Inspired by Sarah Cynthia Sylvia Stout by Shel Silverstein, first graders illustrated their family responsibilities. We brainstormed a list of chores and other helpful things students do at home that help their families. I modeled drawing a figure from head to toe, then students were encouraged to add details that showed what chore they do in their own homes. Students completed their drawings the following wee by adding additional details and coloring the background.
Here are my fifth grade students finishing up their global influences self-portrait drawings. On the last day of this unit, some students are working to complete their self portrait drawings, while others who have already finished using iPads to photograph their finished work and upload to Google Drive, while others are logging into Google Classroom via laptop to submit their completed work and complete their artist statements.
I originally saw this idea on NCHS Art-Elmore,Ms. Brown’s Art, Lessons from the K-12 Art Room. I thought this would be a great fit for my fifth graders as an introduction to our grade level big idea of Globalization. We spent some time talking about where artists get their inspiration, and how artists symbolize these influences in their work. We viewed and discussed artwork by Giuseppe Arcimboldo and Octavio Ocampo, as well as contemporary artists Nikki Rosatto, and Pat Perry. Students brainstormed categories of influence, selected five categories that were relevant to themselves, then sketched objects or ideas that fit into each of their personally selected categories.Next I photographed students in profile so that they could trace their basic profile outline from a photograph printed in black and white on 11×17 paper on the copier. I also demonstrate a variety of marker drawing techniques including layering colors, hatching, crosshatching, and stippling to create value.Students worked on their drawings for three one-hour class periods. Some of my favorite solutions to this artmaking challenge included students who chose an original profile pose that added to the expressive quality of their drawing, revealing even more about their personalities than the more traditional silhouette poses. I love that this lesson gives students the framework and confidence to create a self portrait drawing while leaving room for students to express themselves in original ways. Each of the drawings turns out unique and is a great illustration of the student who created it.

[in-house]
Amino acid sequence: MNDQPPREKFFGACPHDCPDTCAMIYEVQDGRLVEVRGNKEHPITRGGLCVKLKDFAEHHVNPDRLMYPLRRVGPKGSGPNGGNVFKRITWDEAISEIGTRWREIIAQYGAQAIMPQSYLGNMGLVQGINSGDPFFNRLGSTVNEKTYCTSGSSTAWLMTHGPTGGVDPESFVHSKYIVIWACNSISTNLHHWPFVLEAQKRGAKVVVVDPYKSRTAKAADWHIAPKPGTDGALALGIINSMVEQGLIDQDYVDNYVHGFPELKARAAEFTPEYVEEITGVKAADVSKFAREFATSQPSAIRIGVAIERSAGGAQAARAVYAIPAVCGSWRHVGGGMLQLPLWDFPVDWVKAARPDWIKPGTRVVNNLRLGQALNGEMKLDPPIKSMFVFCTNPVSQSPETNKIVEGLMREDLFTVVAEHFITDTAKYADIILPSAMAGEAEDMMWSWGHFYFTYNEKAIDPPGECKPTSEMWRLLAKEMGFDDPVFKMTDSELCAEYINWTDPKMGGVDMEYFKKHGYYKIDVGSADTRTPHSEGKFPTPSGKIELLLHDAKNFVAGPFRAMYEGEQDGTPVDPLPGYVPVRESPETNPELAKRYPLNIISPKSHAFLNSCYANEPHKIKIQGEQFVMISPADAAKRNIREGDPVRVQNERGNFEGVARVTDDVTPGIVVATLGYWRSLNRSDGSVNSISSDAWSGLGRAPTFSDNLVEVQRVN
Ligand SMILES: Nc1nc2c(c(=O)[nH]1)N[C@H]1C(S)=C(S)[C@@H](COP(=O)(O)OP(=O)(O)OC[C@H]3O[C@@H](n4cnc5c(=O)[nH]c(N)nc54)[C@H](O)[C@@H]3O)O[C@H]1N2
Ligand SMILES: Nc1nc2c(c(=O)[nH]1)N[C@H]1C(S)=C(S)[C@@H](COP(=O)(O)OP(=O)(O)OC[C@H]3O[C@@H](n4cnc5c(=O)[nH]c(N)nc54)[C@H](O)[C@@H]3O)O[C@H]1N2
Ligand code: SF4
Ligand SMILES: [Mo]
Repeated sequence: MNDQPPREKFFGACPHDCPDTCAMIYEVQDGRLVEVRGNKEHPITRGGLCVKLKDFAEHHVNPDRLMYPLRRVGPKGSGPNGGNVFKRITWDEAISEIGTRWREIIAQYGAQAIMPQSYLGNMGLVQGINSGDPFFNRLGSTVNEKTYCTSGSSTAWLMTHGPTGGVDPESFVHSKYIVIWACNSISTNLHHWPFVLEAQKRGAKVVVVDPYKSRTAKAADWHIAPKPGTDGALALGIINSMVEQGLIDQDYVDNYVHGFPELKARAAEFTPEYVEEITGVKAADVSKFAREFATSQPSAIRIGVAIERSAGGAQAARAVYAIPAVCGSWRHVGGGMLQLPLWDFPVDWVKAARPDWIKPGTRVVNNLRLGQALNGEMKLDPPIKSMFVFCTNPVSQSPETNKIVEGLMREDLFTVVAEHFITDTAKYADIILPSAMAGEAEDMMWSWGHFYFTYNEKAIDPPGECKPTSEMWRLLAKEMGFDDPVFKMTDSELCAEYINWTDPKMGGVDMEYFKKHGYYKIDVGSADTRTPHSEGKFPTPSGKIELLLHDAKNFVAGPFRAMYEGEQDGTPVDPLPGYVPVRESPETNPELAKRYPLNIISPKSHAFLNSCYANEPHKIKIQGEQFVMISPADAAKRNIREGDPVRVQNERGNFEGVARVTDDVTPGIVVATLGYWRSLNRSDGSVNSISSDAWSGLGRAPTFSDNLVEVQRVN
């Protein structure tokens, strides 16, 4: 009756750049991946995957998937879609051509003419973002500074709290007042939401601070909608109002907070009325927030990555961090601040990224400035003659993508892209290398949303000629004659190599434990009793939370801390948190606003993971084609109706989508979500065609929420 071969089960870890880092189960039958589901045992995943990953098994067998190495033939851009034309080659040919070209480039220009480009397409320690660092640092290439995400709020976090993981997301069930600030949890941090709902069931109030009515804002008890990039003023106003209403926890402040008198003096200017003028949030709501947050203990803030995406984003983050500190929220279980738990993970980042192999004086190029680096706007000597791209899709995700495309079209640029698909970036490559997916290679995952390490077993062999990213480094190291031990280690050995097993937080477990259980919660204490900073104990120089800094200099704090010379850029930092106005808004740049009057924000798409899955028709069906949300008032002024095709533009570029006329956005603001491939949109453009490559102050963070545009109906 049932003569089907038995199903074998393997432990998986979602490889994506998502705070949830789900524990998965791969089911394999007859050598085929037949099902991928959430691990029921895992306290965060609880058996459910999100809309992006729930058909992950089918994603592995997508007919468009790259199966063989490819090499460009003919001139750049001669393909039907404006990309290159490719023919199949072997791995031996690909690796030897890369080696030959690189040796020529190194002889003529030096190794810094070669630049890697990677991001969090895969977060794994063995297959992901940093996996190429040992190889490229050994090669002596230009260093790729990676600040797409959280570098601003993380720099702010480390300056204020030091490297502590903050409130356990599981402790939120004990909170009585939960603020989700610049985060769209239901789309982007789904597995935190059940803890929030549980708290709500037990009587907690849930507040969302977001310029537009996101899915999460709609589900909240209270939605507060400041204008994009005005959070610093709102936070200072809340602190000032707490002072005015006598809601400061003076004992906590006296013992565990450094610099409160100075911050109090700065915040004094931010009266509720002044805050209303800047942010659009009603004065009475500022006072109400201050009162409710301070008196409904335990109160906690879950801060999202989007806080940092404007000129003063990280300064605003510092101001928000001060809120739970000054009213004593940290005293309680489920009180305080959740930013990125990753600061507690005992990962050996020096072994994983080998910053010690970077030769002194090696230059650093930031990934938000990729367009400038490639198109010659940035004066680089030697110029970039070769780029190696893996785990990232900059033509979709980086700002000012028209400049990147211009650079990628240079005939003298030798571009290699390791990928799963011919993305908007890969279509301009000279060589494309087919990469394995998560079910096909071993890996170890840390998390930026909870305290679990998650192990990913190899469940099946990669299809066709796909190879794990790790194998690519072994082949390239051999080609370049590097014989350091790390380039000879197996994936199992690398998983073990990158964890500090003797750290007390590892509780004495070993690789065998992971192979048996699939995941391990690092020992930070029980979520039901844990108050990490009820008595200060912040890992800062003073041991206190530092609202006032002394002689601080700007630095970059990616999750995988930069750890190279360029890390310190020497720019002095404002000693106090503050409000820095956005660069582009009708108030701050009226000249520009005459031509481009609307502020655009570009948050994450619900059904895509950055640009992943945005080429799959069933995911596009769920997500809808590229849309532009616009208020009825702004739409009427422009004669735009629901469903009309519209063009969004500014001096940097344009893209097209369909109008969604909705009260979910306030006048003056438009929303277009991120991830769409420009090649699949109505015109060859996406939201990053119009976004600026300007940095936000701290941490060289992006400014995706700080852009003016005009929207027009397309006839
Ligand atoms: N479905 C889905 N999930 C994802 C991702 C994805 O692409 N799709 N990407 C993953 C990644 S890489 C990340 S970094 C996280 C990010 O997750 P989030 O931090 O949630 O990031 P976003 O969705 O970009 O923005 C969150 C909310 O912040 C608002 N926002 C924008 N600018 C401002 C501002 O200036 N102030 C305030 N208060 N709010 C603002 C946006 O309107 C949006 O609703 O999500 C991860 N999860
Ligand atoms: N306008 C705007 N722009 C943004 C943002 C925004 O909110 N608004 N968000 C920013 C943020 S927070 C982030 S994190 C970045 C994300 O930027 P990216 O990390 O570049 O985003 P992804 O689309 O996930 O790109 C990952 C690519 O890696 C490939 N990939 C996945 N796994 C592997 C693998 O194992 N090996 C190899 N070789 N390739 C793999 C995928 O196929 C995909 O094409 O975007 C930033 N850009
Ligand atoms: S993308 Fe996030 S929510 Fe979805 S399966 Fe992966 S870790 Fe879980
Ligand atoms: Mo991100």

As you can probably tell from the time without posts, it has been a busy winter. With winter break, many snow days, and two winter colds behind me, I think it is time to get back to the work of blogging my artventures. I thought a monthly challenge might be a good idea to help keep me motivated, so this month I will be posting at least one art project or tip per grade level that I teach. I will be starting with sixth grade and working my way backwards. Hopefully this will make up for my inactive blog for the past month or two.
Closer to the beginning of this last semester my sixth graders embarked on our annual yearbook cover design competition. Each year our yearbook editor selects a theme and my sixth graders are challenged to create a cover design that incorporates the theme. This is their first and sometimes only drawing project during sixth grade, and the pressure is on, as every drawing is entered in the final competition. Students have two full weeks to complete their drawings, and the drawings are submitted to the yearbook editor for judging. In years past our editor has even taken these cover designs to her graphic design company and asked her coworkers to judge the work and select the finalists, which is very exciting for my students. Each finalist gets a ribbon, and the winner receives their yearbook for free, paid for by our PTA. I make predictions regarding which will make it into the top ten, but I never know who the winner will be and it is especially exciting project for my students.
This year’s theme was “Building the Future”, as our school is currently in the middle of a major rennovation. Students were allowed to choose from the following media: colored pencil, marker, crayon, watercolor, and one student even chose to use photoshop to create his artwork. Students were graded on neatness and control of whatever media they chose, as well as their ability to incorporate the theme in their design. I was excited to see the designs roll in, and I have to say, these are the best designs I have seen since I started teaching here three years ago. Below are photos of the finalists’ designs.